Dog Lover Daylilies Organic Gardener Houseplants Celebrating Gardening: 2015 Garden Ideas: Level 1
I helped beta test the first seed swap
Image
DogsNDaylilies
Jan 27, 2016 9:23 AM CST
Maurice, I think you're probably right. I imagine that might be the difference between what someone calls a 'rebloomer' and a non-rebloomer is probably the touchiness of the plant. Some probably do better with competition that others, or they may make slightly better use of their growing conditions, or they might process nutrients slightly more efficiently than the daylily next to it...hard to say. Either way, I noticed that in my garden, plants in similar growing conditions (i.e. in the same garden bed) performed differently.

My 'Thanks Two Friends' is right next to several other daylilies that did not rebloom--in fact, it was right next to my 'Jungle Beauty' which suffered and ended up losing half its buds/branches, yet 'Thanks Two Friends' had instant rebloom and flourished.


@kousa , you may also be interested in blooms that are bud builders, of which I had atleast two this year:



...not truly rebloomers, of course, but since they are bud-builders, it's not too unlike having a plant with instant rebloom...sort of.
Name: Davi (Judy) Davisson
Sherrills Ford, NC (Zone 7a)
Davi
Jan 27, 2016 9:26 AM CST
Interesting information, Maurice!!! When I lived in Michigan, I noticed that I was getting better increase and plant performance after I started irrigating with lots of warm water from the lake. I don't think you can overwater daylilies!! So it makes sense to give daylilies what they need if you want to optimize their performance!!!
Name: Karen
Southeast PA (Zone 6b)
Celebrating Gardening: 2015
Image
kousa
Jan 27, 2016 9:42 AM CST
Thank You! all for your lists and inputs. I have also heard that Stella Ruffled Fingers has very good rebloom. I have to look into all the other ones listed. This is so exciting! I think 90% of my daylilies do not rebloom.

Maurice, that is very interesting! I did not know that growing conditions can affect the reblooms of daylilies. I have always thought that it is mostly genes that is responsible for rebloom. I have about 40 diploids growing around my garden. I will fertilize them next year after the initial bloom to see if that will help their rebloom.
Name: Donald
Eastland county, Texas (Zone 8a)
Region: Texas Enjoys or suffers hot summers Raises cows Plant Identifier
Image
needrain
Jan 27, 2016 9:49 AM CST
Good growing conditions always maximize performance of any plant. There still could be a genetic component to rebloom. I would suspect a dosage effect at play in the trait. Combine that with good growing conditions and the one with the propensity for giving rebloom is going to do it better and more often than others given the same growing conditions.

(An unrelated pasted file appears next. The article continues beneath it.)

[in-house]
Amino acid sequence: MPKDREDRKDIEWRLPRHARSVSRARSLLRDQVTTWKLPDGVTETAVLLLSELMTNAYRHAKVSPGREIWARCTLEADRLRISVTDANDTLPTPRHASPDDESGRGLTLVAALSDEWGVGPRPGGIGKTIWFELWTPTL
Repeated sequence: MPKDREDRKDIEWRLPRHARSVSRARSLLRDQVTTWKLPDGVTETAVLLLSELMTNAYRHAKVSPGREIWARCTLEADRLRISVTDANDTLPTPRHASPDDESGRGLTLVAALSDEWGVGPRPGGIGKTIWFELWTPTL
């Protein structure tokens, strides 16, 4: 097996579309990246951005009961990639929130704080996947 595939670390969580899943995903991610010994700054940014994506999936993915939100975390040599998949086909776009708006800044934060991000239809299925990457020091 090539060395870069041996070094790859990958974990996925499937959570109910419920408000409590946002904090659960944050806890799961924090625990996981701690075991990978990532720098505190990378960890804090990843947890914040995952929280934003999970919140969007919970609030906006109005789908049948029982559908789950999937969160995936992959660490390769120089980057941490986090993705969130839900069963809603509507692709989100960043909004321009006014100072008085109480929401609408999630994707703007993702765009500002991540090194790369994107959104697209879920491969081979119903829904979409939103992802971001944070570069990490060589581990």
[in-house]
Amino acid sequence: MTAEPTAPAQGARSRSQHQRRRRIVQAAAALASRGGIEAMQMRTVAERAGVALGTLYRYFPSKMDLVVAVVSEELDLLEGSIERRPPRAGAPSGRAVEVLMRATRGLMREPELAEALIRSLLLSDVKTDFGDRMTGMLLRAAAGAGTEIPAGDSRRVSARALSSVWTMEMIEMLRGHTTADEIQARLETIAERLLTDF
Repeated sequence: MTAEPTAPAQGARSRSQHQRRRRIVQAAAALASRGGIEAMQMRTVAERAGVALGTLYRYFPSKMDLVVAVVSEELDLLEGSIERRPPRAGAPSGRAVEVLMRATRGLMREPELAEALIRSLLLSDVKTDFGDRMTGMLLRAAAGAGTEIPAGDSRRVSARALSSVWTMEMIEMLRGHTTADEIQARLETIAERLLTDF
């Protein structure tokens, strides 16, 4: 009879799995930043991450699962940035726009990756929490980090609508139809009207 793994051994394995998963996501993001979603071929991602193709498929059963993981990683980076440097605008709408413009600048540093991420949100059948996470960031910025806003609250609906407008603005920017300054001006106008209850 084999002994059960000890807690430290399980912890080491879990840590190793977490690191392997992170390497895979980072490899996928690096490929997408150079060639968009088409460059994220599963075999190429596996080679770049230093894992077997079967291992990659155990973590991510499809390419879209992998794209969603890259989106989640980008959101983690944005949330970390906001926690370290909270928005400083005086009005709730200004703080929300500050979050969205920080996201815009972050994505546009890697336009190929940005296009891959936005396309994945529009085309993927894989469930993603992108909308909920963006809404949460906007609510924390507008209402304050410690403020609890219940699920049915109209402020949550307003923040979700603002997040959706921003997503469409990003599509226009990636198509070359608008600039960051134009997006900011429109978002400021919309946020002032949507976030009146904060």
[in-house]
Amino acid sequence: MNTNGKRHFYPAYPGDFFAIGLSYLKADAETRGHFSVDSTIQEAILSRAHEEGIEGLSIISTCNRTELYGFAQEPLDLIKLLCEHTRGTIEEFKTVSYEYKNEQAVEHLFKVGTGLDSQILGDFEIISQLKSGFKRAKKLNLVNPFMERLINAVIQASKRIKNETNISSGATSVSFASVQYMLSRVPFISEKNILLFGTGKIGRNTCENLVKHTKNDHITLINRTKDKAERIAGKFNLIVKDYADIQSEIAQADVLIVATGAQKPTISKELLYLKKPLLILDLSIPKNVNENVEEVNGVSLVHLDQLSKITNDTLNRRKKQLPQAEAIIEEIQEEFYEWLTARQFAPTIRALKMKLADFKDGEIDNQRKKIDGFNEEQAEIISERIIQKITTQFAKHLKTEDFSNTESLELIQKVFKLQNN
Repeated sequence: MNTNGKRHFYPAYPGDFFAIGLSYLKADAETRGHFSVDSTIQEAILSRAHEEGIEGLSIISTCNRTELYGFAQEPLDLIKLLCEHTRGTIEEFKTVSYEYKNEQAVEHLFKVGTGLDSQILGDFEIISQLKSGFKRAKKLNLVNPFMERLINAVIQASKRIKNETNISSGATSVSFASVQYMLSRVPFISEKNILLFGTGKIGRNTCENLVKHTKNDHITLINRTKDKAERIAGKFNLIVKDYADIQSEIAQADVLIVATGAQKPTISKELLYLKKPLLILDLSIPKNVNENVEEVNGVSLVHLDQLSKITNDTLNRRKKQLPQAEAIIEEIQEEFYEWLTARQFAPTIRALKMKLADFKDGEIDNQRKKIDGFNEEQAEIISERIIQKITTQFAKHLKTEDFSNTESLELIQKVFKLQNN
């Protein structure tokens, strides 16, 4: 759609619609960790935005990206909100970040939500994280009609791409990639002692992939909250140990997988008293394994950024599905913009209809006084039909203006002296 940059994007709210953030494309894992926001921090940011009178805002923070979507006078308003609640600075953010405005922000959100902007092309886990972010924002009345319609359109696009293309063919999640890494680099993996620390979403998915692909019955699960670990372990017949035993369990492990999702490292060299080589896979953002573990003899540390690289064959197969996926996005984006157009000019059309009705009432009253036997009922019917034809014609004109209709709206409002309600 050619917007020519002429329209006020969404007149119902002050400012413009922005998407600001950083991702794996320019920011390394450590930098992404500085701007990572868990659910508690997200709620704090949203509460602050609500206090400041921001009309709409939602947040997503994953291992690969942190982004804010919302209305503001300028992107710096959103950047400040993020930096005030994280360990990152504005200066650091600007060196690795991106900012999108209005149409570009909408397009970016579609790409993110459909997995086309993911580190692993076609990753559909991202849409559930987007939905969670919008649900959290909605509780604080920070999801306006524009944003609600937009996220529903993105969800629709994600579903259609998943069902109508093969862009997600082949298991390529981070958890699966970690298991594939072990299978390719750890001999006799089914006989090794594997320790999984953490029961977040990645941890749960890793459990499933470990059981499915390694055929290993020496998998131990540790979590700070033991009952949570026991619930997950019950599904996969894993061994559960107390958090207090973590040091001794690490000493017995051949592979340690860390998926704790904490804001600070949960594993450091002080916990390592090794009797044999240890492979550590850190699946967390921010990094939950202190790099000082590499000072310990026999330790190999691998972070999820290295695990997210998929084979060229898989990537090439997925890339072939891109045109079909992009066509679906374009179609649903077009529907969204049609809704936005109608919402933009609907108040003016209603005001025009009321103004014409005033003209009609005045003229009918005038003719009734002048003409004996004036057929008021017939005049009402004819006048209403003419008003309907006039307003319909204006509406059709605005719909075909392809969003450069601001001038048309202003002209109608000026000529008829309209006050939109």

Donald
Name: Glen Ingram
Macleay Is, Qld, Australia (Zone 12a)
Bearded Dragon young male
Region: Australia Annuals Canning and food preservation Herbs Tropicals Foliage Fan
Plays in the sandbox Cactus and Succulents Garden Photography Hybridizer Composter Sedums
Image
Gleni
Jan 27, 2016 2:56 PM CST
I agree with Maurice. Nearly 100% of my daylilies rebloom. Give them lots of water and urea and no weeds.

[Last edited by Gleni - Jan 27, 2016 2:57 PM (+)]
Give a thumbs up | Quote | Post #1044623 (12)
Name: Karen
Southeast PA (Zone 6b)
Celebrating Gardening: 2015
Image
kousa
Jan 27, 2016 3:46 PM CST
Wow, this is incredible! Oh how wrong of me to assume that daylilies bloom only once and that rebloom is due to its genetic makeup. I had no idea how much growing conditions affect their rebloom! Thank you very much. I am so glad that I ask about this.
Name: Maurice
Grey County, Ontario (Zone 4b)
Image
admmad
Jan 27, 2016 5:32 PM CST
needrain said: There still could be a genetic component to rebloom. I would suspect a dosage effect at play in the trait.

I would agree, as long as there were daylily species that did not have the genetic ability to rebloom in the original mix from which modern cultivars have been derived. My search of the information available for those original plants suggests that probably all the species used had the genetic ability to rebloom.

What may vary is the time between rebloom scapes on the same single fan crown. That may depend on the size of the flowers, the number of buds, the height of the scape related to the number of leaves (their length and width), etc. In other words, how much resource is required for the rebloom and the capability to produce the necessary amount of resource. Water, nitrogen, fertilizer, lack of competition from weeds and reduced competition from other fans of the same cultivar (reduced self-competition) all may have an effect.